The Legislature wrapped up three days of public hearings on oil pipeline regulation Wednesday, with wide-ranging discussion accompanying uncertainty about what, if anything, will result.
The Natural Resources Committee spent most of the day listening to testimony on a proposal by Sen. Ken Haar of Malcolm. Haar's bill would bar oil pipelines from the Sandhills, the watersheds of certain trout streams, and areas where groundwater is within 10 feet of the surface for more than 10 miles.
Much of the testimony went beyond Haar's bill, to the dynamics behind TransCanada's Keystone XL pipeline proposal, and whether or not the Legislature will act to reroute it. Lincoln photographer Joel Sartore told senators the issue was not about jobs or the oil supply as pipeline supporters have maintained. Sartore suggested the issue had to be about money. "A few people stand to make a lot of money and they got to some of you guys a long time ago before you thought anybody would be aware of this. Sleepy little issue, no problem with Keystone One, here comes Keystone Two," he said. Sartore later acknowledged he didn't have any evidence that senators had been paid off.
Jefferson County farmer Charles Barber praised pipeline company TransCanada for its first Keystone project. The company's proposed new line generally goes farther west, but would go through his land again near the Kansas border. "They've been easy to work with. That's done our county a lot of good. Both school districts and roads," Barber said. "I'm sure everybody has concerns. You have to. But, again, they've treated me well. If they want to go through me a couple more times, that's fine."
Some critics say they oppose the proposed Keytone XL route but not the pipeline itself. But Alexandra Keriakedes of Lincoln, citing global warming, made no such distinction. "Where do we go from here? Well, we don't do anything that increases global warming, such as the processing of tar sands oil," she said. "It's not that it's just I'm opposed to the Keystone XL or any other oil pipeline. I'm opposed to all fossil fuels and means of transporting them."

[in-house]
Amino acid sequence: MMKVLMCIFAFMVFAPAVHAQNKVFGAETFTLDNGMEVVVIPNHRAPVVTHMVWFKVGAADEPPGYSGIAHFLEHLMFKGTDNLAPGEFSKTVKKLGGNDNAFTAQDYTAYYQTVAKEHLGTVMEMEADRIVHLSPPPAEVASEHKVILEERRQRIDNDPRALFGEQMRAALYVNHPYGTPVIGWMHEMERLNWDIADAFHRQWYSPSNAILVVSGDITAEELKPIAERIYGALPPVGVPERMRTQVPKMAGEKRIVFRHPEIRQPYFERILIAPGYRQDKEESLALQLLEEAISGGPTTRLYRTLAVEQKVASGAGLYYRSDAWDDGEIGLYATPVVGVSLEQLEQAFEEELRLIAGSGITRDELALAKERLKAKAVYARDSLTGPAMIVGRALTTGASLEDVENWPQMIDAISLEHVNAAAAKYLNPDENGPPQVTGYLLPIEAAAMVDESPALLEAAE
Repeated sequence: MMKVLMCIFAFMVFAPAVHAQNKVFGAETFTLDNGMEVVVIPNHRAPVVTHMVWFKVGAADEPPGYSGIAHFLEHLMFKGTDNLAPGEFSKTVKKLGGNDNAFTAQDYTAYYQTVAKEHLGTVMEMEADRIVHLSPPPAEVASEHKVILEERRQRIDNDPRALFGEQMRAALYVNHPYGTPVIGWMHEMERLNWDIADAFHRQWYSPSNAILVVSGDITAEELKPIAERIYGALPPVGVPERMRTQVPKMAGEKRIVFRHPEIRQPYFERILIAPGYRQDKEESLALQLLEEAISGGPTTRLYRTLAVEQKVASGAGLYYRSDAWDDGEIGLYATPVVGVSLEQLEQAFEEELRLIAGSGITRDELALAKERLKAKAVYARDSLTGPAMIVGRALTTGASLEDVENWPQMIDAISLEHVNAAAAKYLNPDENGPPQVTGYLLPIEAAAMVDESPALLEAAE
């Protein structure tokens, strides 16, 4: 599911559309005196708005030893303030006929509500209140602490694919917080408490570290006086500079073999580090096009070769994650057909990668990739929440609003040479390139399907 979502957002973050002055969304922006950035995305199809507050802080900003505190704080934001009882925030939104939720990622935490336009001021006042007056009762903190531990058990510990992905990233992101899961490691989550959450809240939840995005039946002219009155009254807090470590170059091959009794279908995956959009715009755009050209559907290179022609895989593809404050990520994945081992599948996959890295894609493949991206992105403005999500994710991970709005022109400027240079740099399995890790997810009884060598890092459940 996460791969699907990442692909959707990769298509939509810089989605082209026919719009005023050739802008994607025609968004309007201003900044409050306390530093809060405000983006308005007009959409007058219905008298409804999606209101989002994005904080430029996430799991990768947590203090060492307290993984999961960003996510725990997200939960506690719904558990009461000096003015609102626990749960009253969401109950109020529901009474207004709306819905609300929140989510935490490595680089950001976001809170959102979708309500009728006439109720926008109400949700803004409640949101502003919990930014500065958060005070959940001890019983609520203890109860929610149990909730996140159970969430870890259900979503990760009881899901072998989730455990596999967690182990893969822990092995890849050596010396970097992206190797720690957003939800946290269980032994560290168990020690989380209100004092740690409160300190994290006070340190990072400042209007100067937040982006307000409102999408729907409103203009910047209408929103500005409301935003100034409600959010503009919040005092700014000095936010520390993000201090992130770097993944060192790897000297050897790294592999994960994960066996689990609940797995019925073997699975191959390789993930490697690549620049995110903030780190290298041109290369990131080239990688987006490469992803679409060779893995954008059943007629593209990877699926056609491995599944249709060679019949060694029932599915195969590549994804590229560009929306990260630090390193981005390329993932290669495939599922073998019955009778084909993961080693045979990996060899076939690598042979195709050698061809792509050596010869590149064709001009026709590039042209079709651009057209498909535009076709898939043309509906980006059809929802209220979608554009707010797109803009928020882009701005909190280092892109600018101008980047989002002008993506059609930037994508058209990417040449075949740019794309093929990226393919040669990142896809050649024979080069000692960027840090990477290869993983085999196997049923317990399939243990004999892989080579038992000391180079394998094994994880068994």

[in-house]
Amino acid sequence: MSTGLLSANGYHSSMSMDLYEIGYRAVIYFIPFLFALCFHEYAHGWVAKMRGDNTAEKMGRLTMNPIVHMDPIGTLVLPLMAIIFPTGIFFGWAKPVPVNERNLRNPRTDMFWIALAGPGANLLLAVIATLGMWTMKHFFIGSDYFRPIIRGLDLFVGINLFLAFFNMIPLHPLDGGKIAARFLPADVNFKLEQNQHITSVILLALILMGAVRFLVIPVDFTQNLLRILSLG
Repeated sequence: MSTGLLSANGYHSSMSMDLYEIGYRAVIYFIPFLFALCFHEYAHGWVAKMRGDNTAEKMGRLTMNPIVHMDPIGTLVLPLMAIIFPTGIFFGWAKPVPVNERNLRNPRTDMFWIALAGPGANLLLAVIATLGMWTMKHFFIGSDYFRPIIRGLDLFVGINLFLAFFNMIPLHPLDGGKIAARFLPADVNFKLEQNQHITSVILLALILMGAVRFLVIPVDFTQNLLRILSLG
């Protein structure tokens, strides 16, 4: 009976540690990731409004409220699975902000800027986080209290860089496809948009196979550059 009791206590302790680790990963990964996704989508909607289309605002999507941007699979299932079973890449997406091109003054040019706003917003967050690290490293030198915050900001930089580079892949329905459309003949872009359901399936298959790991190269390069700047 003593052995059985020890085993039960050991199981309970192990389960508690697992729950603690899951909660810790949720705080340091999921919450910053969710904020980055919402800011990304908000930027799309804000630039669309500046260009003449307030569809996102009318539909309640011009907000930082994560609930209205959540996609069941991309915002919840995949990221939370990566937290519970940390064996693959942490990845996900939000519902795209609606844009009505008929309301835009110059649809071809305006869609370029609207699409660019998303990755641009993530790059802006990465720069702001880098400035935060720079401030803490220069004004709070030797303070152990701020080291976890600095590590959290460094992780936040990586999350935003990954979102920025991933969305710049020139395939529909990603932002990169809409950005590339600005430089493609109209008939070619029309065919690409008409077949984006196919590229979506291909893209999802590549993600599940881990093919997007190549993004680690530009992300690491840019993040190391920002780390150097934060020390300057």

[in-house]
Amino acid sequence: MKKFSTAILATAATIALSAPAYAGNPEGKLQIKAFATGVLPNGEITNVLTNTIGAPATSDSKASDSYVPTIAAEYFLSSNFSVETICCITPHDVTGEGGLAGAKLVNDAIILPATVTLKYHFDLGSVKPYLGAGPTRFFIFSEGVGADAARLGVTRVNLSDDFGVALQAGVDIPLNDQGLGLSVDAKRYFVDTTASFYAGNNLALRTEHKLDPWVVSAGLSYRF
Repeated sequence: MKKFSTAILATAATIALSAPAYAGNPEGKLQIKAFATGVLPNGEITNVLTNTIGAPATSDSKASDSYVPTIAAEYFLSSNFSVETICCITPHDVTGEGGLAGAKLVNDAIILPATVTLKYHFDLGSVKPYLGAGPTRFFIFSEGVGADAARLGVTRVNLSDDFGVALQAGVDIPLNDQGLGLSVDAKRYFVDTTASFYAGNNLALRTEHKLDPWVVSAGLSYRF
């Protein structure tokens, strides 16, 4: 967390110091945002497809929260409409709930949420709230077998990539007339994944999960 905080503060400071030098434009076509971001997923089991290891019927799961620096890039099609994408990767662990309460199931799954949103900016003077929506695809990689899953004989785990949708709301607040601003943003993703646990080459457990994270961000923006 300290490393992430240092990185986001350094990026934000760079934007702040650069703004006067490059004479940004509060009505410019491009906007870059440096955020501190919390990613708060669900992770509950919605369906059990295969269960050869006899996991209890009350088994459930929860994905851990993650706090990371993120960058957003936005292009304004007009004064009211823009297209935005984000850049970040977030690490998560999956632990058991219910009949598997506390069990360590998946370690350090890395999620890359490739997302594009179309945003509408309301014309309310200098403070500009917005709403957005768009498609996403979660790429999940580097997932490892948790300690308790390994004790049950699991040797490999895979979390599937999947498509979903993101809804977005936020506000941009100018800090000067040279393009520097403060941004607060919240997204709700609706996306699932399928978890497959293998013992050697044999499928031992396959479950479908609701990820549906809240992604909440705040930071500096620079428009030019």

Brigham McCowan, former head of the federal Pipeline and Hazardous Materials Safety Administration, downplayed any threat to water supplies from the pipeline. "After reviewing this project and consulting with my former colleagues at PHMSA, I'm confident that if approved, this pipeline will offer a level of protection above what the law requires," McCowan said. And, he added "I'm satisfied that this line will not pose a significant threat to the health, welfare and safety of the state of Nebraska or our nation as a whole."
Some of the testimony looked forward to what happens next, as the Natural Resources Committee decides which, if any, bills to send to the full Legislature. "We would hope that something meaningful will come out of this session, and we would urge the committee to forward something out," said Bruce Kennedy of Lincoln. "We would urge the Legislature as a whole to not adjourn until they come up with a statute that will deal with the problem."
But Sen. Mark Christensen of Imperial said any action might not come in time to affect the Keystone XL proposal. "I just want to state right upfront: We're hearing you. But sometimes the hands are tied," Christensen said. However, he added, "You're going to have impact on what happens in the future. I don't know if you're going to get the impact that you want on this one."
TransCanada lawyer Lee Hamann warned about legal liabilities if the Legislature acts just against TransCanada, by passing legislation with an emergency clause to take effect immediately. "The emergency clause in this bill really targets TransCanada. Because the only emergency is that we're ready to get started building our pipeline as soon as the presidential permit is in place," he said.
Natalie Peetz, a lobbyist for contruction and engineering Kiewit Corporation and energy company Tenaska, both of Omaha, warned against sending businesses the wrong signal about Nebraska. "All eyes are on Nebraska," she said, recounting a call she had received from a former economic development professional. "They were very concerned about what they've been working on for over three decades in terms of Nebraska's reputation," Peetz said. Referring to the state's pro-business reputation, she added "What it takes three decades to build up can be undone in a very short period of time. There's a lot of very nervous people out there both in Nebraska and outside that are watching what's happening here."
Pipeline critic Ben Gotschall of Lincoln pressed senators to act. "Sometimes it might feel like your hands are tied. But let's make sure it's not because you're sitting on them," he said.
The committee is expected to begin its deliberations on what to send to the full Legislature Thursday.